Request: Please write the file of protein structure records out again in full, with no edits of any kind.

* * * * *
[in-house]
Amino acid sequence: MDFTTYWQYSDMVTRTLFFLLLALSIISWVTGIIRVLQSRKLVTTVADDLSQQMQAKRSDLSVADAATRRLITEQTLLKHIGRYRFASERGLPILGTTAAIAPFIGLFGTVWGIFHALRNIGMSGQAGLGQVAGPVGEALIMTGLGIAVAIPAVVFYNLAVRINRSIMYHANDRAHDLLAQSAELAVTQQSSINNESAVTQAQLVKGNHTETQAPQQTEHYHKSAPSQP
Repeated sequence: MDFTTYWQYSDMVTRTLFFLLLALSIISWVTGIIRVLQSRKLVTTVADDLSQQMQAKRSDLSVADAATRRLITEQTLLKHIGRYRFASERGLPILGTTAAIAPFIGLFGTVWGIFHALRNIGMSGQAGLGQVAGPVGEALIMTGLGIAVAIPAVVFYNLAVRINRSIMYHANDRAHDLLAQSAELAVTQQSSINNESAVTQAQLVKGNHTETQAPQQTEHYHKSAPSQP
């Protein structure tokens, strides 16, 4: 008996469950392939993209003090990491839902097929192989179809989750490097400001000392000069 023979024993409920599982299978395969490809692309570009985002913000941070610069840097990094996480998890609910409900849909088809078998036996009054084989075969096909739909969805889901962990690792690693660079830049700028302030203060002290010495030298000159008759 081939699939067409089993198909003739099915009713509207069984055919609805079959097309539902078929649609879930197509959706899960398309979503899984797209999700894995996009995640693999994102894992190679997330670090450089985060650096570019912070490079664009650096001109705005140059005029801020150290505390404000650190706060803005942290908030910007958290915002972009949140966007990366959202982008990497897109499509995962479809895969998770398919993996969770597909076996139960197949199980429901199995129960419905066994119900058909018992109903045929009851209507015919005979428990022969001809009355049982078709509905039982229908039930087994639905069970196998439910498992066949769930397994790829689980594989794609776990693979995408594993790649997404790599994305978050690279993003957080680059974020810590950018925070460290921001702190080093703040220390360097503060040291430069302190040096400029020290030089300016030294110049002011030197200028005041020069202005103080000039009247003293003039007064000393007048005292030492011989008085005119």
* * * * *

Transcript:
[in-house]
Amino acid sequence: MDFTTYWQYSDMVTRTLFFLLLALSIISWVTGIIRVLQSRKLVTTVADDLSQQMQAKRSDLSVADAATRRLITEQTLLKHIGRYRFASERGLPILGTTAAIAPFIGLFGTVWGIFHALRNIGMSGQAGLGQVAGPVGEALIMTGLGIAVAIPAVVFYNLAVRINRSIMYHANDRAHDLLAQSAELAVTQQSSINNESAVTQAQLVKGNHTETQAPQQTEHYHKSAPSQP
Repeated sequence: MDFTTYWQYSDMVTRTLFFLLLALSIISWVTGIIRVLQSRKLVTTVADDLSQQMQAKRSDLSVADAATRRLITEQTLLKHIGRYRFASERGLPILGTTAAIAPFIGLFGTVWGIFHALRNIGMSGQAGLGQVAGPVGEALIMTGLGIAVAIPAVVFYNLAVRINRSIMYHANDRAHDLLAQSAELAVTQQSSINNESAVTQAQLVKGNHTETQAPQQTEHYHKSAPSQP
């Protein structure tokens, strides 16, 4: 008996469950392939993209003090990491839902097929192989179809989750490097400001000392000069 023979024993409920599982299978395969490809692309570009985002913000941070610069840097990094996480998890609910409900849909088809078998036996009054084989075969096909739909969805889901962990690792690693660079830049700028302030203060002290010495030298000159008759 081939699939067409089993198909003739099915009713509207069984055919609805079959097309539902078929649609879930197509959706899960398309979503899984797209999700894995996009995640693999994102894992190679997330670090450089985060650096570019912070490079664009650096001109705005140059005029801020150290505390404000650190706060803005942290908030910007958290915002972009949140966007990366959202982008990497897109499509995962479809895969998770398919993996969770597909076996139960197949199980429901199995129960419905066994119900058909018992109903045929009851209507015919005979428990022969001809009355049982078709509905039982229908039930087994639905069970196998439910498992066949769930397994790829689980594989794609776990693979995408594993790649997404790599994305978050690279993003957080680059974020810590950018925070460290921001702190080093703040220390360097503060040291430069302190040096400029020290030089300016030294110049002011030197200028005041020069202005103080000039009247003293003039007064000393007048005292030492011989008085005119």